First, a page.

Question: Who here has modified their bios?
          Ok, now do it remotely :p
          awasson@...
    • Re: I want one! But....

      Is this merely a BIOS replacement, or is it a full fledged ROM image elsewhere on the motherboard? I would think that the BIOS would need to be independent of the SplashTop environment. I see this as a possibility of a move of the OS back into solid-state and off of the hard disk?which in my mind could only be a good thing. How many zillions of times have people the world over had to re-install the OS because of one minor error on the hard disk, versus how many times when the OS is held in solid-state?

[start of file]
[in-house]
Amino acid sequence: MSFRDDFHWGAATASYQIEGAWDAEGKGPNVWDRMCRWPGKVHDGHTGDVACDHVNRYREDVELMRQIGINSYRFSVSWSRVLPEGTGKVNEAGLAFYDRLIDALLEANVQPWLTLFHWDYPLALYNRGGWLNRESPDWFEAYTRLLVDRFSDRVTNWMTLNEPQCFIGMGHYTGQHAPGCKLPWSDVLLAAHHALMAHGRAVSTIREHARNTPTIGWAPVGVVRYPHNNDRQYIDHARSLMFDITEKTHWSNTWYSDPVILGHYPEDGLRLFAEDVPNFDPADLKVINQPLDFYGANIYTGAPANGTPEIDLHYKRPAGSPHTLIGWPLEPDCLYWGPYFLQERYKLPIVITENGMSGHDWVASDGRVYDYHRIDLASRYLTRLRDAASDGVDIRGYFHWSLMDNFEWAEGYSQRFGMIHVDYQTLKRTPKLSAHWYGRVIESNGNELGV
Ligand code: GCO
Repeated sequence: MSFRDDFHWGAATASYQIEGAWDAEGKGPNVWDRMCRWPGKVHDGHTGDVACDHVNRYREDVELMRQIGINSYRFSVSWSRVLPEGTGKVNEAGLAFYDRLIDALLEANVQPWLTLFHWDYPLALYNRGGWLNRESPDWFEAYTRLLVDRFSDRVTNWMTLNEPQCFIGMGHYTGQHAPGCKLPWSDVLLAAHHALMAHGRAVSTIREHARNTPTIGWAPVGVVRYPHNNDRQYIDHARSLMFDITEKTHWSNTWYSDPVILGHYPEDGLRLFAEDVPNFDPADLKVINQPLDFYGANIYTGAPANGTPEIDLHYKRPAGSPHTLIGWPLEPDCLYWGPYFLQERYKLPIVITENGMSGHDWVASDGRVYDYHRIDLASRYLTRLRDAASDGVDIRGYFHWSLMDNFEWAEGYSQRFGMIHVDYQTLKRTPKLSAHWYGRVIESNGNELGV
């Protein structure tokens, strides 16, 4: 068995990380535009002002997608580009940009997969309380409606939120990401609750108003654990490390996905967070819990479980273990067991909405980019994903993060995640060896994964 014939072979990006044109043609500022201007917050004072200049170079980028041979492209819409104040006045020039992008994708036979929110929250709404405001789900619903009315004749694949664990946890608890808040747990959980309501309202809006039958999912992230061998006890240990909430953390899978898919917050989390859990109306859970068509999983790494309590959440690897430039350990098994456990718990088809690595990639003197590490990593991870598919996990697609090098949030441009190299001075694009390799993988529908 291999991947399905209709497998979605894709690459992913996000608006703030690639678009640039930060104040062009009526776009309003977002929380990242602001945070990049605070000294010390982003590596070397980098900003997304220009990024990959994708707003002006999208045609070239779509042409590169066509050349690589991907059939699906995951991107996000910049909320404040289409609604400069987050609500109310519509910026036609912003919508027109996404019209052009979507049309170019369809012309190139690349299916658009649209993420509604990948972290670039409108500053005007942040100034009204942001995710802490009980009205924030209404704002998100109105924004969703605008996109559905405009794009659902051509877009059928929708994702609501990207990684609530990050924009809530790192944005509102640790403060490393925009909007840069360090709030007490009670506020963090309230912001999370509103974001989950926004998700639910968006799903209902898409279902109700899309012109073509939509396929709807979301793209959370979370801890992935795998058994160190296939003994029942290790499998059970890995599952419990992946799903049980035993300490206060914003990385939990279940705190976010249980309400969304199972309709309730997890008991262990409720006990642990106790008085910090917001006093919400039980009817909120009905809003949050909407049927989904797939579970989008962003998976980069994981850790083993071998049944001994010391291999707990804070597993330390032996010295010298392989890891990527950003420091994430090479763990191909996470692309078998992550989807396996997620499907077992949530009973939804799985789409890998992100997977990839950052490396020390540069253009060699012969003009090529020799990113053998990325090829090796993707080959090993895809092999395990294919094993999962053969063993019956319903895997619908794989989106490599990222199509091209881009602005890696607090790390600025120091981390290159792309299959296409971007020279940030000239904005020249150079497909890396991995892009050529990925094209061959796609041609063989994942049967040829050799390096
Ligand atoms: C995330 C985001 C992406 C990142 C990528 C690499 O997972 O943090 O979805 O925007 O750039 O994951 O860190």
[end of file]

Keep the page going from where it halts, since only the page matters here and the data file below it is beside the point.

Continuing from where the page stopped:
Billsey
  • RE: Linux's biggest victory so far - Splashtop to ship on ASUS motherboards

    Like all things linux it will be a complete failure. It won't be long before someone writes a trojan to completely trash the bios and erase linux right off of there -- which actually would be a good thing for the end user. The other problem is once people try it and realize that its linux and just how nonfunctional it really is they will just continue to boot into Microsoft Windows where they know they have their email, photos, and documents all stored. They can browse the web, access all of their applications, play games, and communicate with one another in Windows. Linux is just too limiting. The only people who buy the ASUS board are the do it yourselfers, and those are all gamers and they don't run linux since it doesn't do games. These boards are going to have a very very small percentage of sales as there is no need for them. All other manufactures build their own and sell them OEM. Again, linux fails.